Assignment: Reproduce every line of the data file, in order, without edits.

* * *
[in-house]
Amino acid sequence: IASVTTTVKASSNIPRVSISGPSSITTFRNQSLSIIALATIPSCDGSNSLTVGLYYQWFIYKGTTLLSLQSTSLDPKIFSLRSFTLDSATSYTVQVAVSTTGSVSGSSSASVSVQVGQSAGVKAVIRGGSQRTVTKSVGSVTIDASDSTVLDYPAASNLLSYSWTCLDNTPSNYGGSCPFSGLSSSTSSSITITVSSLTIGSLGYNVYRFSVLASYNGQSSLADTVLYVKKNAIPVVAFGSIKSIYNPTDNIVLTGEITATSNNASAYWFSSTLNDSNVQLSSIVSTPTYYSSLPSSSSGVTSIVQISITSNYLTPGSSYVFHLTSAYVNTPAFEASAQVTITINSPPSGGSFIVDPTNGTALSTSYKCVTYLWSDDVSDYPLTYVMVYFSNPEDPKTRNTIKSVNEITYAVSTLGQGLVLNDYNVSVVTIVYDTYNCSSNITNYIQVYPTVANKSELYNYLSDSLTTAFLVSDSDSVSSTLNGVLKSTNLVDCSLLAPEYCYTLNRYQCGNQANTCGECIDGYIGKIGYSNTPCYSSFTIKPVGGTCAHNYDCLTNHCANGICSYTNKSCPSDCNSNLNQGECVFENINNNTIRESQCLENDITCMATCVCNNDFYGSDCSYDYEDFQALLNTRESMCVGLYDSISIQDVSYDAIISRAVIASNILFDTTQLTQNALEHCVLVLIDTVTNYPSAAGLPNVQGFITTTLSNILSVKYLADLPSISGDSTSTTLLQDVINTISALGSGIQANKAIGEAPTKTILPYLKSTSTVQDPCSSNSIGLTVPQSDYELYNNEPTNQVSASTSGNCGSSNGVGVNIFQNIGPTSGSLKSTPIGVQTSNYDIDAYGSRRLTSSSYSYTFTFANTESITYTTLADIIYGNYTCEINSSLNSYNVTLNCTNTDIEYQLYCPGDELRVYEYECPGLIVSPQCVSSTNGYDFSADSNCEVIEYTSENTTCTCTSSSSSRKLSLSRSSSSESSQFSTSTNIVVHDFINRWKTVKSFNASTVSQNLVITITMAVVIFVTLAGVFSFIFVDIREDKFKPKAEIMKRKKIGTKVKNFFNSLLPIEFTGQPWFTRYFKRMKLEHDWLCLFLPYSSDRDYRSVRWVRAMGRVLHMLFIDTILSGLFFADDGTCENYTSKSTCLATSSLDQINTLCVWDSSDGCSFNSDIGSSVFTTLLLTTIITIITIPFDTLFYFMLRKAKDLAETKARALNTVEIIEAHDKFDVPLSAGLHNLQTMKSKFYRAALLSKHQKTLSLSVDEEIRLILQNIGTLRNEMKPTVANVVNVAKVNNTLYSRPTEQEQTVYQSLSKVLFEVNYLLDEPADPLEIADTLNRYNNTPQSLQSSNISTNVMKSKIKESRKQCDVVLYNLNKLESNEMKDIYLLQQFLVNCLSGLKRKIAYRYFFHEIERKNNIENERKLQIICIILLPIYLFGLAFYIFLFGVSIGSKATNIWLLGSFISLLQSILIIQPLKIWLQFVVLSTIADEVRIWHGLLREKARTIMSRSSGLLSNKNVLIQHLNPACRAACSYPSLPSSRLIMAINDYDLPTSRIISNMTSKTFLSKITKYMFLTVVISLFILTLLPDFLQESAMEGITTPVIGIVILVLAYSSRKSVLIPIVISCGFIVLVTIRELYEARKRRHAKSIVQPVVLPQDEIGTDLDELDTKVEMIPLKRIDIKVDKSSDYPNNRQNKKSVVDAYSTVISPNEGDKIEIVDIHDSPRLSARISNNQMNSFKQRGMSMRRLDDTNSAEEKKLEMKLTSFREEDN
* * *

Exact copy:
[in-house]
Amino acid sequence: IASVTTTVKASSNIPRVSISGPSSITTFRNQSLSIIALATIPSCDGSNSLTVGLYYQWFIYKGTTLLSLQSTSLDPKIFSLRSFTLDSATSYTVQVAVSTTGSVSGSSSASVSVQVGQSAGVKAVIRGGSQRTVTKSVGSVTIDASDSTVLDYPAASNLLSYSWTCLDNTPSNYGGSCPFSGLSSSTSSSITITVSSLTIGSLGYNVYRFSVLASYNGQSSLADTVLYVKKNAIPVVAFGSIKSIYNPTDNIVLTGEITATSNNASAYWFSSTLNDSNVQLSSIVSTPTYYSSLPSSSSGVTSIVQISITSNYLTPGSSYVFHLTSAYVNTPAFEASAQVTITINSPPSGGSFIVDPTNGTALSTSYKCVTYLWSDDVSDYPLTYVMVYFSNPEDPKTRNTIKSVNEITYAVSTLGQGLVLNDYNVSVVTIVYDTYNCSSNITNYIQVYPTVANKSELYNYLSDSLTTAFLVSDSDSVSSTLNGVLKSTNLVDCSLLAPEYCYTLNRYQCGNQANTCGECIDGYIGKIGYSNTPCYSSFTIKPVGGTCAHNYDCLTNHCANGICSYTNKSCPSDCNSNLNQGECVFENINNNTIRESQCLENDITCMATCVCNNDFYGSDCSYDYEDFQALLNTRESMCVGLYDSISIQDVSYDAIISRAVIASNILFDTTQLTQNALEHCVLVLIDTVTNYPSAAGLPNVQGFITTTLSNILSVKYLADLPSISGDSTSTTLLQDVINTISALGSGIQANKAIGEAPTKTILPYLKSTSTVQDPCSSNSIGLTVPQSDYELYNNEPTNQVSASTSGNCGSSNGVGVNIFQNIGPTSGSLKSTPIGVQTSNYDIDAYGSRRLTSSSYSYTFTFANTESITYTTLADIIYGNYTCEINSSLNSYNVTLNCTNTDIEYQLYCPGDELRVYEYECPGLIVSPQCVSSTNGYDFSADSNCEVIEYTSENTTCTCTSSSSSRKLSLSRSSSSESSQFSTSTNIVVHDFINRWKTVKSFNASTVSQNLVITITMAVVIFVTLAGVFSFIFVDIREDKFKPKAEIMKRKKIGTKVKNFFNSLLPIEFTGQPWFTRYFKRMKLEHDWLCLFLPYSSDRDYRSVRWVRAMGRVLHMLFIDTILSGLFFADDGTCENYTSKSTCLATSSLDQINTLCVWDSSDGCSFNSDIGSSVFTTLLLTTIITIITIPFDTLFYFMLRKAKDLAETKARALNTVEIIEAHDKFDVPLSAGLHNLQTMKSKFYRAALLSKHQKTLSLSVDEEIRLILQNIGTLRNEMKPTVANVVNVAKVNNTLYSRPTEQEQTVYQSLSKVLFEVNYLLDEPADPLEIADTLNRYNNTPQSLQSSNISTNVMKSKIKESRKQCDVVLYNLNKLESNEMKDIYLLQQFLVNCLSGLKRKIAYRYFFHEIERKNNIENERKLQIICIILLPIYLFGLAFYIFLFGVSIGSKATNIWLLGSFISLLQSILIIQPLKIWLQFVVLSTIADEVRIWHGLLREKARTIMSRSSGLLSNKNVLIQHLNPACRAACSYPSLPSSRLIMAINDYDLPTSRIISNMTSKTFLSKITKYMFLTVVISLFILTLLPDFLQESAMEGITTPVIGIVILVLAYSSRKSVLIPIVISCGFIVLVTIRELYEARKRRHAKSIVQPVVLPQDEIGTDLDELDTKVEMIPLKRIDIKVDKSSDYPNNRQNKKSVVDAYSTVISPNEGDKIEIVDIHDSPRLSARISNNQMNSFKQRGMSMRRLDDTNSAEEKKLEMKLTSFREEDN